A few days before the fire, standing before the altar alongside his five fellow monks, Brother Amis had watched the priest give thanks and mutter his invocations to the God Amis did not worship.1 For once, he listened closely to the familiar stream of words from the priest, who seemed not to hear them himself as he plodded through his routine business of celebrating Mass in the little church he visited once each week. He implored the Holy Spirit for the miracle of consecration, raising a loaf of flatbread in the air for the monks to adore in the flickering candlelight so they could witness its miraculous transubstantiation into the body of their Lord. The wine in the chalice resting there on the altar would undergo its own change in a moment, too, into the very blood of Jesus.
This transubstantiation thing was a neat trick, Amis thought. Just conceal the flesh and blood with “accidents” of bread and wine that stick around after consecration, that look and taste identical to bread and wine.2 It was some mysterious “substance” that got replaced, Aquinas said, and the Dominicans were taking his Summa Theologiae as dogma now.3 Amis found it as tedious as all the other books they spent their days copying, hunched over in the scriptorum.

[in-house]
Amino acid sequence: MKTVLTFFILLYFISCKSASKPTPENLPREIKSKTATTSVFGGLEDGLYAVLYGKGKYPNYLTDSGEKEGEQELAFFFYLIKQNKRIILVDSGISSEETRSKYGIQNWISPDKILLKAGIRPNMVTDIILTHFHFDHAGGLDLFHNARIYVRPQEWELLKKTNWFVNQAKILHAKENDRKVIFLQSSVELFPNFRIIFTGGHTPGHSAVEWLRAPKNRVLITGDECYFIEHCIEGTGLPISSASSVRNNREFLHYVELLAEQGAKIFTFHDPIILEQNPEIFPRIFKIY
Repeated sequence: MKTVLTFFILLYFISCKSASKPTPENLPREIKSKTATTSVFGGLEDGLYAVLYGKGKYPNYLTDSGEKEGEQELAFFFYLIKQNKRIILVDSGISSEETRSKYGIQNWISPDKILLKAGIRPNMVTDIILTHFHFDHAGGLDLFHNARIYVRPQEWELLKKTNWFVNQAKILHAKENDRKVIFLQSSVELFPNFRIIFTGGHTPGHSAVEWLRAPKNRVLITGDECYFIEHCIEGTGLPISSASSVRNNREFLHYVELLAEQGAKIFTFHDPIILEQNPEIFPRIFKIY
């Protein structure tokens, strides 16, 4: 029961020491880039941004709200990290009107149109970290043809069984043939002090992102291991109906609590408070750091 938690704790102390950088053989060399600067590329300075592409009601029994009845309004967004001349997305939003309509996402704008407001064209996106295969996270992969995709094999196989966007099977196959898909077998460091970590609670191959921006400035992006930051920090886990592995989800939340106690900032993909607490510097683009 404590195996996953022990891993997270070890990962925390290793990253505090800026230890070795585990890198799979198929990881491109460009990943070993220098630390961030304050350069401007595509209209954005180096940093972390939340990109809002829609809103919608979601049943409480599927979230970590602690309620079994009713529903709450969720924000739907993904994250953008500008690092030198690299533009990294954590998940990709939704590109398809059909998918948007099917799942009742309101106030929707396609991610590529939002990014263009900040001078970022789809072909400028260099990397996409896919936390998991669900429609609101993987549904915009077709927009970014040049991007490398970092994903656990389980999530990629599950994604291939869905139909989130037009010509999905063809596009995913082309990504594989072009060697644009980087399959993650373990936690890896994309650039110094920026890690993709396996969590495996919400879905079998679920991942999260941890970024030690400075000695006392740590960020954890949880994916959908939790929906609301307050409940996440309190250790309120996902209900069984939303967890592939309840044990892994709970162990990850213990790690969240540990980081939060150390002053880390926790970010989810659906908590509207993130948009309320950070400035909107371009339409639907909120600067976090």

The bread-substance just disappears, replaced with the substance of Christ’s body. It wasn’t just a sign of his body, as Berengar had suggested centuries ago in a moment of rational thought, which of course he’d had to repent of.4 No, it’s the real thing, except it can’t “be detected by sense, nor understanding, but by faith alone.”5